P654 Controversies in the management of anti-TNF therapy in Crohn’s disease patients. A Delphi consensus
Gonzalez Lama, Y.(1)*;Ricart, E.(2);Carpio, D.(3);Bastida, G.(4);Ceballos, D.(5);Ginard, D.(6);Marín-Jimenéz, I.(7);Menchén, L.(8);Muñoz, F.(9);
(1)Hospital Universitario Puerta de Hierro- Majadahonda, Gastroenterology Department, Madrid, Spain;(2)Hospital Clínic de Barcelona, Inflammatory Bowel Disease Unit, Barcelona, Spain;(3)Complexo Hospitalario Universitario de Pontevedra, Gastroenterology Department, Pontevedra, Spain;(4)La Fe University and Polytechnic Hospital, Gastroenterology Department, Valencia, Spain;(5)Hospital Universitario Doctor Negrin, Gastroenterology Department, Las Palmas de Gran Canaria, Spain;(6)Hospital Universitario Son Espases, Gastroenterology Department, Palma de Mallorca, Spain;(7)Hospital Universitario Gregorio Marañón, Gastroenterology Department- Departamento de Medicina- Facultad de Medicina- Universidad Complutense de Madrid, Madrid, Spain;(8)Hospital General Universitario-Insitituto de Investigación Sanitaria Gregorio Marañón, Gastroenterology Department- Departamento de Medicina- Facultad de Medicina- Universidad Complutense de Madrid, Madrid, Spain;(9)Hospital Universitario de Salamanca, Gastroenterology Department, Salamanca, Spain;
Over the last years significant advances have arisen in CD. New therapies with different mechanisms of action have been approved for the management of Crohn’s disease (CD). However, there is limited evidence on optimal positioning of agents as first-or second-line therapies due to the lack of head-to-head robust comparative data. Our aim was to establish feasible and practical recommendations for the management of patients with moderate to severe CD with the use of anti-tumour necrosis factor (TNF) drugs, with special focus on controversial areas.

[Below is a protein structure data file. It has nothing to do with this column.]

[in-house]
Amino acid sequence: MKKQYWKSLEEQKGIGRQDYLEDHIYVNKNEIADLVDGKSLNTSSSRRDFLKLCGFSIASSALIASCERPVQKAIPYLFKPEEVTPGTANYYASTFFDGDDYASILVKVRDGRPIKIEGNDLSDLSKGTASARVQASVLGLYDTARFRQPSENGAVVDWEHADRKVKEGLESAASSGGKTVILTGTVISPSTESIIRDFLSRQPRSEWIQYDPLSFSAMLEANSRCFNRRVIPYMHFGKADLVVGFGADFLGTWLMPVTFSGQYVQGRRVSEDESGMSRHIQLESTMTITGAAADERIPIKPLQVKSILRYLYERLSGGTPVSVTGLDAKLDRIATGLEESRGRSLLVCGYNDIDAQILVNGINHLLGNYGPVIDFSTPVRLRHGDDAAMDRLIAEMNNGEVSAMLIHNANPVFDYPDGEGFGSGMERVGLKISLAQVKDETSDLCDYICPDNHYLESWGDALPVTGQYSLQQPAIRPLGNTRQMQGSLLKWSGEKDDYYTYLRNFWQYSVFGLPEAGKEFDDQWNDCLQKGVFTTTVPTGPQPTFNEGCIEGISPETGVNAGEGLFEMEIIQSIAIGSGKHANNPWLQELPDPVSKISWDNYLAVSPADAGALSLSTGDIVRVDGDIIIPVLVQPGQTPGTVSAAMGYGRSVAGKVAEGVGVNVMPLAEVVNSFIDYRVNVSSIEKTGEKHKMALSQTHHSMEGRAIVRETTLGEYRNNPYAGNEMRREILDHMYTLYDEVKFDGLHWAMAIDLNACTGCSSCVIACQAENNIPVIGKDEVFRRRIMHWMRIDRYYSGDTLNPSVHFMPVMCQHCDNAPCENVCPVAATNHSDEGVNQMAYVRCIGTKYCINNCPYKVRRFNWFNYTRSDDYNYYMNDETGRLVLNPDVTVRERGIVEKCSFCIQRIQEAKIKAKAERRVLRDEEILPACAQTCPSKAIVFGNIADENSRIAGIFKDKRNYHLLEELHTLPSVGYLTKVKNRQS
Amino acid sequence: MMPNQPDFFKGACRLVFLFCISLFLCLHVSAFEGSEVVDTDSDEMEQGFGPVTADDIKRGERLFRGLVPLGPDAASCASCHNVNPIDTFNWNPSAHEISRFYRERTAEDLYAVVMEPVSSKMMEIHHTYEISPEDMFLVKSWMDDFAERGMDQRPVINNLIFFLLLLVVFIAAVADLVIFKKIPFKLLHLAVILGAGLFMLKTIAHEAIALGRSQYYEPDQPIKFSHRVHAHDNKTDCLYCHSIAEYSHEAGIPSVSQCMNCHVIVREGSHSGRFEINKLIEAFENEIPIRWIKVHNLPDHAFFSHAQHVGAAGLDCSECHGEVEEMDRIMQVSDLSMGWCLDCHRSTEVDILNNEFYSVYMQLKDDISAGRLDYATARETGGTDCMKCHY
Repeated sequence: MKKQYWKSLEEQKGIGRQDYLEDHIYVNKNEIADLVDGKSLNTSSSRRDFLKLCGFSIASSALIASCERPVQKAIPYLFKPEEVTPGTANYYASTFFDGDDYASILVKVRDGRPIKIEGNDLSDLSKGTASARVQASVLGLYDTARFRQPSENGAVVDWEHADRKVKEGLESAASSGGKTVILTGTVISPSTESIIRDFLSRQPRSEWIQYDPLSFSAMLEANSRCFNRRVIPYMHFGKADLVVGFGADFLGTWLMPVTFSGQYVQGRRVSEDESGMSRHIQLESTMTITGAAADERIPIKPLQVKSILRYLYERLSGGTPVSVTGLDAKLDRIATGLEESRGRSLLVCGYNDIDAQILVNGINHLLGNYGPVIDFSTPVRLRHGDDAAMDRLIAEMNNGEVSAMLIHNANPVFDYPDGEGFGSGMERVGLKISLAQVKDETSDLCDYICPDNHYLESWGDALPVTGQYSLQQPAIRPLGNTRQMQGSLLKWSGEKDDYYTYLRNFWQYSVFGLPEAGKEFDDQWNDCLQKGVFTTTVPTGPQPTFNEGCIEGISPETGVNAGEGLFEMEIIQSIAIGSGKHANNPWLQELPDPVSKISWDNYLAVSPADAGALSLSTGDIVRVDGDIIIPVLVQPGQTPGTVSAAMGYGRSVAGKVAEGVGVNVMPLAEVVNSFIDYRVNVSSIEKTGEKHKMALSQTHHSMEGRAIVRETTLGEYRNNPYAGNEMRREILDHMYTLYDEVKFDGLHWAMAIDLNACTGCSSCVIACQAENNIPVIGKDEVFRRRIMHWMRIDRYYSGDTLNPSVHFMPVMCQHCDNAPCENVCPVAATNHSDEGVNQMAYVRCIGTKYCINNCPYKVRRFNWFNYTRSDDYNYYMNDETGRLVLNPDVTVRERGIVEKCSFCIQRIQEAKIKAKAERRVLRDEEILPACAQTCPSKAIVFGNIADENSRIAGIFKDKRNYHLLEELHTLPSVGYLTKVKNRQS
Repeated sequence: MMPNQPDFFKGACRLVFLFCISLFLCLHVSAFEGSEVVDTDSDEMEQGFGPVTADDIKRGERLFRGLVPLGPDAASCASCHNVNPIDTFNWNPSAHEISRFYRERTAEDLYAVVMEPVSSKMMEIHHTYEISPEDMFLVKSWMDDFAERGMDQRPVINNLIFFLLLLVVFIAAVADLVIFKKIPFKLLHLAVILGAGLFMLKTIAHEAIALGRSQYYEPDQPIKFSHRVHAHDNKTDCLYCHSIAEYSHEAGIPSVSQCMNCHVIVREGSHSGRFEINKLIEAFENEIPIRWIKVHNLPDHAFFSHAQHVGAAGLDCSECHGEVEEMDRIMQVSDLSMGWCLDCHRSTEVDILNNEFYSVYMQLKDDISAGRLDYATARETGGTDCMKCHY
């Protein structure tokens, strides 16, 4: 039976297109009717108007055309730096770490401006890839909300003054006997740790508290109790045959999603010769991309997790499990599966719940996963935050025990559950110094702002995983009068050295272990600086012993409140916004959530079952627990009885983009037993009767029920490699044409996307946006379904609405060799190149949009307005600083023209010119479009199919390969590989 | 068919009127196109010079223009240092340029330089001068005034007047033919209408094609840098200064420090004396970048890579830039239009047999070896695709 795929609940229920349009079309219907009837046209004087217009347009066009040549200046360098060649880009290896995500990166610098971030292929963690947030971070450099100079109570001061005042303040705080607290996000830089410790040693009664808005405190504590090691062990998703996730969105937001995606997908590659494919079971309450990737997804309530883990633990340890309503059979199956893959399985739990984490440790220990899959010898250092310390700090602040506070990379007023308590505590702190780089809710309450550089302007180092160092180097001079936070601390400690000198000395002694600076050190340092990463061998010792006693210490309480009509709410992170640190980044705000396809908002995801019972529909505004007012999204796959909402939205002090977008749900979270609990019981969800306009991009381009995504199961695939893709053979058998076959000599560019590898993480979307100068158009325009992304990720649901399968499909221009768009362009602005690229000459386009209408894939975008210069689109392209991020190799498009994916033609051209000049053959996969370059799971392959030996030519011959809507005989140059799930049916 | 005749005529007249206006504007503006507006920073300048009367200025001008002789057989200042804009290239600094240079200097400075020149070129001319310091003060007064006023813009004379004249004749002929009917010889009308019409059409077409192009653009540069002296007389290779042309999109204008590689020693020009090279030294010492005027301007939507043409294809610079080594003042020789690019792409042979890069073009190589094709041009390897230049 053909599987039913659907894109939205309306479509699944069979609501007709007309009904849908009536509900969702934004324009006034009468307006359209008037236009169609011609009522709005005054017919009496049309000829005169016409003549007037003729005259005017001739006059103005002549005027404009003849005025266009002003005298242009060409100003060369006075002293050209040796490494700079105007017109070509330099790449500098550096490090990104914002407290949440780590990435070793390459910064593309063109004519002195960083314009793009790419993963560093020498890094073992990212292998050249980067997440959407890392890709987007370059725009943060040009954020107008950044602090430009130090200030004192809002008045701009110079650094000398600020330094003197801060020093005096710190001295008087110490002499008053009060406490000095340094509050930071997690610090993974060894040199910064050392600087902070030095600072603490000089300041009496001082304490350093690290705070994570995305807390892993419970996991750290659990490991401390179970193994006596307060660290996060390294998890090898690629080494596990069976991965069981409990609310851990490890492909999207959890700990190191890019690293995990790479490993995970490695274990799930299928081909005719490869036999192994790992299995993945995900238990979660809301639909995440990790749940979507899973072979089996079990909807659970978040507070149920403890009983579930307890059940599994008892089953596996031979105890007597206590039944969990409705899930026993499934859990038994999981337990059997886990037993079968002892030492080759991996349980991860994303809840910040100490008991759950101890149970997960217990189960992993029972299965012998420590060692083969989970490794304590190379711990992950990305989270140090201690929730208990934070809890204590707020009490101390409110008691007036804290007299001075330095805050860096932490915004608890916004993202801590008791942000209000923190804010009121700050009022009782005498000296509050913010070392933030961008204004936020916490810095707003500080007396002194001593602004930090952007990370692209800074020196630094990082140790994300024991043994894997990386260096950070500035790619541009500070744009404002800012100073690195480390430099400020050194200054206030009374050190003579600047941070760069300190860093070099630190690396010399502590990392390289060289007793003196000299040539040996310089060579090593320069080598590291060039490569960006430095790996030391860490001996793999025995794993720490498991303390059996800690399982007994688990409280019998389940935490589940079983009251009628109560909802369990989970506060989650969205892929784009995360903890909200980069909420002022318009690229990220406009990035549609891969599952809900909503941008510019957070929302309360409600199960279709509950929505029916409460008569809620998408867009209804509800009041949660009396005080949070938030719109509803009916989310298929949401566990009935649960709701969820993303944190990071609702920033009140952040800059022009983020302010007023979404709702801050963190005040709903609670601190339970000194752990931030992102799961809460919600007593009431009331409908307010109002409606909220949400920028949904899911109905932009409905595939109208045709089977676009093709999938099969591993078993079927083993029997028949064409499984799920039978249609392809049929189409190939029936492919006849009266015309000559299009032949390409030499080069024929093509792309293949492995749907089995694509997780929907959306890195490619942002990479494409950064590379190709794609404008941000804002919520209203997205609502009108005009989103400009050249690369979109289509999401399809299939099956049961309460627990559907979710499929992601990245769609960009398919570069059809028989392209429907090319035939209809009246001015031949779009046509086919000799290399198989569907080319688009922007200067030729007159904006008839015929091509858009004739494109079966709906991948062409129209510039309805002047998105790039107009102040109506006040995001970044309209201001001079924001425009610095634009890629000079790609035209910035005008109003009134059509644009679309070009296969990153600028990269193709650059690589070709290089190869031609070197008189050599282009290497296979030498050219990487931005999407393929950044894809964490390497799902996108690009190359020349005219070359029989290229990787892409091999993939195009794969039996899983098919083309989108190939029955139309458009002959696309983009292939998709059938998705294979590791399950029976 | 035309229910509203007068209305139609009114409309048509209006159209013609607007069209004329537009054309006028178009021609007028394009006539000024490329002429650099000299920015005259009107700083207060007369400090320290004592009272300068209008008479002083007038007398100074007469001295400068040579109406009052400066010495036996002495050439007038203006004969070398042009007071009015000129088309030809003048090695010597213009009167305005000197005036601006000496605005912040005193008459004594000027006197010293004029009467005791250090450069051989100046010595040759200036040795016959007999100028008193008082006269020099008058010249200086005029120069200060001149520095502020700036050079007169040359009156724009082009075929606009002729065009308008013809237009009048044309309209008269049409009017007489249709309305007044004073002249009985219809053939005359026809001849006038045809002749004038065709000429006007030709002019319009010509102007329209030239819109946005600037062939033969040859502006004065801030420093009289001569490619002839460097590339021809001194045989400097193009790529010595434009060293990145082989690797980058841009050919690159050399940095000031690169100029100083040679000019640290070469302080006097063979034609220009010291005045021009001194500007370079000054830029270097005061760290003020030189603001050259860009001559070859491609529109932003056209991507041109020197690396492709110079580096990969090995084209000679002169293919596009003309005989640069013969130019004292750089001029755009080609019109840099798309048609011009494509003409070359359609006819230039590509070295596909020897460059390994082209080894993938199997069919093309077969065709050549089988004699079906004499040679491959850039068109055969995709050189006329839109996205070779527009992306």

A group of 9 expert gastroenterologists identified current relevant clinical controversies in the management of CD with anti-TNF therapies. A comprehensive literature review was performed to analyze them and a survey was launched to examine current clinical practice. This was a structured survey organized in 2 main sections that included several questions: 1) Sociodemographic and practice related questions; 2) Opinion and attitude in daily practice related to: the use of anti-TNFs, vedolizumab or ustekinumab in naïve and refractory patients, the role of HLA-DQA105, or monitoring of drug levels. An invitation to participate was emailed to a representative number of 244 IBD treating physicians all over the country. The results of the literature review and survey were discussed in a nominal group meeting, and a set of statements were proposed for a Delphi process. The participants of the survey were also invited to the Delphi. Agreement was defined if at least 70% of the participants voted ≥7 (from 1, totally disagree to 10, totally agree). For each statement, the level of evidence and grade of recommendation was established based on the Oxford Evidence Based Medicine categorization.
A total of 14 statements were generated (table 1 depicts the statements and the results of the Delphi). All but two achieved required level of agreement. The statements cover the following areas: 1) use of first-line non-anti-TNF biologic therapy; 2) role of HLA-DQA1*05 in daily practice; 3) attitudes in primary nonresponse and loss of response to anti-TNF therapy due to immunogenicity; 4) ustekinumab or vedolizumab if a change of mechanism of action is considered; 5) anti-TNF drug levels monitoring during induction; 6) combined therapy with an immunomodulator and anti-TNF monotherapy.
This document sought to pull together the experts’ attitudes when dealing with different clinical scenarios of patients with CD on anti-TNF.